Tuesday May 12th, 2009

“Fate has done its worst.”

wieland-coverOn the Backlist today, Anne Trubek examines a true oddball in American literature, Charles Brockden Brown’s Wieland. I was assigned to read it in college, but have only vague memories of it — it’s probable that, like Trubek, I didn’t make it through back then. I’m eager to now.

Here are the book’s opening two paragraphs:

I feel little reluctance in complying with your request. You know not fully the cause of my sorrows. You are a stranger to the depth of my distresses. Hence your efforts at consolation must necessarily fail. Yet the tale that I am going to tell is not intended as a claim upon your sympathy. In the midst of my despair, I do not disdain to contribute what little I can to the benefit of mankind. I acknowledge your right to be informed of the events that have lately happened in my family. Make what use of the tale you shall think proper. If it be communicated to the world, it will inculcate the duty of avoiding deceit. It will exemplify the force of early impressions, and show the immeasurable evils that flow from an erroneous or imperfect discipline.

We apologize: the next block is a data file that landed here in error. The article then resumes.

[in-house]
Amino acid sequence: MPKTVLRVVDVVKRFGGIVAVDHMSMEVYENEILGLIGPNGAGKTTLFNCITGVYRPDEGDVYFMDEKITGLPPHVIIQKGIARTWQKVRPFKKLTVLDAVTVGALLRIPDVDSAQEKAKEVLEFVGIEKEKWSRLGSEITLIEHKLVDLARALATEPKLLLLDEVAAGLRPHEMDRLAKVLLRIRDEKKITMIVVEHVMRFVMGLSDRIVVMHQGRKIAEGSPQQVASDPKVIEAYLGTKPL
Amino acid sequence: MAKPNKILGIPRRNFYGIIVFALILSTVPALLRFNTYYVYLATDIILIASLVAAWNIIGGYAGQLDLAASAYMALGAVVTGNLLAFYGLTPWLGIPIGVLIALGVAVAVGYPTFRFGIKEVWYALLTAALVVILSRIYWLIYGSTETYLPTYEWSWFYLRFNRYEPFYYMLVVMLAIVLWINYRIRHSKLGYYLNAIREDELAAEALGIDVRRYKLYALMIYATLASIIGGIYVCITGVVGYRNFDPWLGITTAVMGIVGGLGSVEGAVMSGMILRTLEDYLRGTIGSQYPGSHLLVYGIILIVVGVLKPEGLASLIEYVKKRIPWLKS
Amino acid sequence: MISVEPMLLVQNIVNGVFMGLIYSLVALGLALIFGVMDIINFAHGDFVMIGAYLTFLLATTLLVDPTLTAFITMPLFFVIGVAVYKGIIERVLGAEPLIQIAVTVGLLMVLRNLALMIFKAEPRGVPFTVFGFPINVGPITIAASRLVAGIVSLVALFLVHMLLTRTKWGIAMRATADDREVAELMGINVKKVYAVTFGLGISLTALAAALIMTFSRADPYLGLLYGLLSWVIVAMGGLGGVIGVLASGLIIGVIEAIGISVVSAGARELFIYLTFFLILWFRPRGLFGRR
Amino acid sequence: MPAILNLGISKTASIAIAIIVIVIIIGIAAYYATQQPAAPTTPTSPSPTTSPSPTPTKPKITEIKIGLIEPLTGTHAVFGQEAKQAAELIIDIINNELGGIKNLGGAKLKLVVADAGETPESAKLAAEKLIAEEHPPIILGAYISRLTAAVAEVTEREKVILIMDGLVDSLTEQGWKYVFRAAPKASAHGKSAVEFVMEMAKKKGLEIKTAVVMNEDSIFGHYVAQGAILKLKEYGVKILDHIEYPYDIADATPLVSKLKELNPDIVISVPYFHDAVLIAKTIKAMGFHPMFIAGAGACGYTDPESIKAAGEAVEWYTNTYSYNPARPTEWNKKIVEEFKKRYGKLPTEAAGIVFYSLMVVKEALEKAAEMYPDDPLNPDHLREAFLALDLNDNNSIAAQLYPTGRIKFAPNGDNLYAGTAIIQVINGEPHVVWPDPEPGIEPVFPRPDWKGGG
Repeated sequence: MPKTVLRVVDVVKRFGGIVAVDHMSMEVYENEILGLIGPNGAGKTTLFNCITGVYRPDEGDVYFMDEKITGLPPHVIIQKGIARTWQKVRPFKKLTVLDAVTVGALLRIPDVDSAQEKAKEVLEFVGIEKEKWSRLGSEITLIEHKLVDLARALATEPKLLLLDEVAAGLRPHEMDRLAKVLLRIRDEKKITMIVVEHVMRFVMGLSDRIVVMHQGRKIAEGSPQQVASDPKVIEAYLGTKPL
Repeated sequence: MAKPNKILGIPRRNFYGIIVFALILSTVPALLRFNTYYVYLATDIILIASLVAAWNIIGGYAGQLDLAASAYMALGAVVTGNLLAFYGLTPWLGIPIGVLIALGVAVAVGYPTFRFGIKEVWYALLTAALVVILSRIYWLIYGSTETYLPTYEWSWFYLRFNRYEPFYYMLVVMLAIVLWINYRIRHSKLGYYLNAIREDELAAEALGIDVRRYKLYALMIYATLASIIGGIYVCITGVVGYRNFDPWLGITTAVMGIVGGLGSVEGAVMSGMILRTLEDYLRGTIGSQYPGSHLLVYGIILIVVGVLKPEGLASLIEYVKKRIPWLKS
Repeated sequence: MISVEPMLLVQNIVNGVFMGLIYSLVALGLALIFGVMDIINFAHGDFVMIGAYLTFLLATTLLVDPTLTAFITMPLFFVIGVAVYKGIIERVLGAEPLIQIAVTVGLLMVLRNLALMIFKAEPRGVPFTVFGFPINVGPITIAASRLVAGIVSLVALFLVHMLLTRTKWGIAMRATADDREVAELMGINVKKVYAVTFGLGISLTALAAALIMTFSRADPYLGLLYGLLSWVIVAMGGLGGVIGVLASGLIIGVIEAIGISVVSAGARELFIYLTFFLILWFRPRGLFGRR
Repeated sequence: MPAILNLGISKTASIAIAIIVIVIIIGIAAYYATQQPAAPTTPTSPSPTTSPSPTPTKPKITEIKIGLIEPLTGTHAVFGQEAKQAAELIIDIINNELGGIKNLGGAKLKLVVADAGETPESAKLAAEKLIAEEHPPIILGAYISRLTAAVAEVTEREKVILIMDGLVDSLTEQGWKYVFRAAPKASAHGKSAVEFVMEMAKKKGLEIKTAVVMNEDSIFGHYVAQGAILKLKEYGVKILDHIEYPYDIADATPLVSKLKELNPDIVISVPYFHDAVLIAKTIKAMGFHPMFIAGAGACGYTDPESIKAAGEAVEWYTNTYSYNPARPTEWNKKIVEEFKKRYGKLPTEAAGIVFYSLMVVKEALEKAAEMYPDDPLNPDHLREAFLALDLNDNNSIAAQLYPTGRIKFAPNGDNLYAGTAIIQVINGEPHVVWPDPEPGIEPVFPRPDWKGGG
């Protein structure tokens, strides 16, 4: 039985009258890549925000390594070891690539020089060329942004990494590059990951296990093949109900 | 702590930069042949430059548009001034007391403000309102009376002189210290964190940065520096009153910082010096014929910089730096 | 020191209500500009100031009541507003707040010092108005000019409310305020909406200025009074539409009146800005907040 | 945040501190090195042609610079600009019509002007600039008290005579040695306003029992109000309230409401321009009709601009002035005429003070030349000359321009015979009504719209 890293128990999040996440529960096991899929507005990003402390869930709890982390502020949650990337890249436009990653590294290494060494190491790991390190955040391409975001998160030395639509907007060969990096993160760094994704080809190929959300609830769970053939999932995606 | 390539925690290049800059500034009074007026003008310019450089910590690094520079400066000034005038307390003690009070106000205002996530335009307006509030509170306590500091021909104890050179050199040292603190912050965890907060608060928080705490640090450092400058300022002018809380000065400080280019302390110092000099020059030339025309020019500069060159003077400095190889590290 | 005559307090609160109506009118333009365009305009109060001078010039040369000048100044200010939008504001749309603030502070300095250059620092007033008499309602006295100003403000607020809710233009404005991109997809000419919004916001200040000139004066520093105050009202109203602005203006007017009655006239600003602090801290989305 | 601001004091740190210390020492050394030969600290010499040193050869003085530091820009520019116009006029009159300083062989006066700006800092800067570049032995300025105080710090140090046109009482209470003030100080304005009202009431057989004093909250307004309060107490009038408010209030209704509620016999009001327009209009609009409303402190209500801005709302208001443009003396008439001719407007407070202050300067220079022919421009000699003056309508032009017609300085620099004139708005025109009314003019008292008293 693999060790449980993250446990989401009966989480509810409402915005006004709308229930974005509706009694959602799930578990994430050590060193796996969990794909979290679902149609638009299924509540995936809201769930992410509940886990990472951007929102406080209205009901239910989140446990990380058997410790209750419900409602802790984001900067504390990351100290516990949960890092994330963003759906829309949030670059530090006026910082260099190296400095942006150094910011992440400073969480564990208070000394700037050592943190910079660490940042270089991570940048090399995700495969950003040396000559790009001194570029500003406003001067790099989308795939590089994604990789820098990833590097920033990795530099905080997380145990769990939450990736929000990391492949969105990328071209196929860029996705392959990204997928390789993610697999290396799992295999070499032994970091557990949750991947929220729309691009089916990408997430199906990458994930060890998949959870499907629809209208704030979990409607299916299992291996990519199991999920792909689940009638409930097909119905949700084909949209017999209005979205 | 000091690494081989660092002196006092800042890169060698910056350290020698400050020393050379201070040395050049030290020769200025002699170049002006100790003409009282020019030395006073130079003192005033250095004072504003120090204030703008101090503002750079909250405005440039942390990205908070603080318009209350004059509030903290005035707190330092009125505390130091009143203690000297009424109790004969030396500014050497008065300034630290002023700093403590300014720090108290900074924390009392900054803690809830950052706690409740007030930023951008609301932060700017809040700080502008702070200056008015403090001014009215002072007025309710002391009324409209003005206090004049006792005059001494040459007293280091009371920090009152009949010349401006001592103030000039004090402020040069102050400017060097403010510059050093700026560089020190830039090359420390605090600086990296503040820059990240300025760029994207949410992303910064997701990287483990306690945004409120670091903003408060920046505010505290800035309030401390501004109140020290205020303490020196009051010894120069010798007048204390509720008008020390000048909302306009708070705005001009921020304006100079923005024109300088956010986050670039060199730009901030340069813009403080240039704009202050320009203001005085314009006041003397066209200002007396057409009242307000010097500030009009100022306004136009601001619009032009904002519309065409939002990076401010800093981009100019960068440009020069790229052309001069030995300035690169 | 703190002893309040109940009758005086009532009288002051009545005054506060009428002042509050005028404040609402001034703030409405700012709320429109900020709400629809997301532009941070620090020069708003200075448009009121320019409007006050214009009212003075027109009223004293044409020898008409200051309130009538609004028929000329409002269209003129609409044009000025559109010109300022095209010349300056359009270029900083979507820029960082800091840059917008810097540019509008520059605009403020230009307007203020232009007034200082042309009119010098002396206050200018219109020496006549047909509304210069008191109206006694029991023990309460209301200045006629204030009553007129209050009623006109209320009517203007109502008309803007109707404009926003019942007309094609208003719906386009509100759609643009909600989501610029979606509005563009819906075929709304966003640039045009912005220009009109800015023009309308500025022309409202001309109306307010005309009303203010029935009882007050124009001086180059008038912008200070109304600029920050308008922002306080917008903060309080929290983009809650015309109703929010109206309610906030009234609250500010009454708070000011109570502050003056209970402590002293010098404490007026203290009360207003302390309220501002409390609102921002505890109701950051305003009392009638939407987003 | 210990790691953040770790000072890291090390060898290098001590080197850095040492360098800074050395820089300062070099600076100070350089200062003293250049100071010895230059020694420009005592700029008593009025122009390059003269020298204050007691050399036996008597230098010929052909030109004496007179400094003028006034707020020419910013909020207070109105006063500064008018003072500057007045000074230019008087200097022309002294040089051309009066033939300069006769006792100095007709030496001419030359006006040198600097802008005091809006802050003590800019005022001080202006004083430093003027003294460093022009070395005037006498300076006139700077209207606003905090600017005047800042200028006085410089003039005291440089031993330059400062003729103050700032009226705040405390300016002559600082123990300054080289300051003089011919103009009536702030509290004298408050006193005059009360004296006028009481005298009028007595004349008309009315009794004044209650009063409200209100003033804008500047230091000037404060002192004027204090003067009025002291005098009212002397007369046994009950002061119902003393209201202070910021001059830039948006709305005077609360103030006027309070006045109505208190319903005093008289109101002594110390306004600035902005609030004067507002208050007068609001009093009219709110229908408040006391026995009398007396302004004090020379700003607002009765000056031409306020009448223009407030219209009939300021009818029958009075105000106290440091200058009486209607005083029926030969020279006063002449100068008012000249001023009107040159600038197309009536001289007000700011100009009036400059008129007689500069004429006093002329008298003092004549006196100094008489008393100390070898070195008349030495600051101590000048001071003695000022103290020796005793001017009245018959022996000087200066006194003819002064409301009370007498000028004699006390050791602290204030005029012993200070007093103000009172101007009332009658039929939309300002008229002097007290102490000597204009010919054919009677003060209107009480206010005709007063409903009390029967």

My state is not destitute of tranquillity. The sentiment that dictates my feelings is not hope. Futurity has no power over my thoughts. To all that is to come I am perfectly indifferent. With regard to myself, I have nothing more to fear. Fate has done its worst. Henceforth, I am callous to misfortune.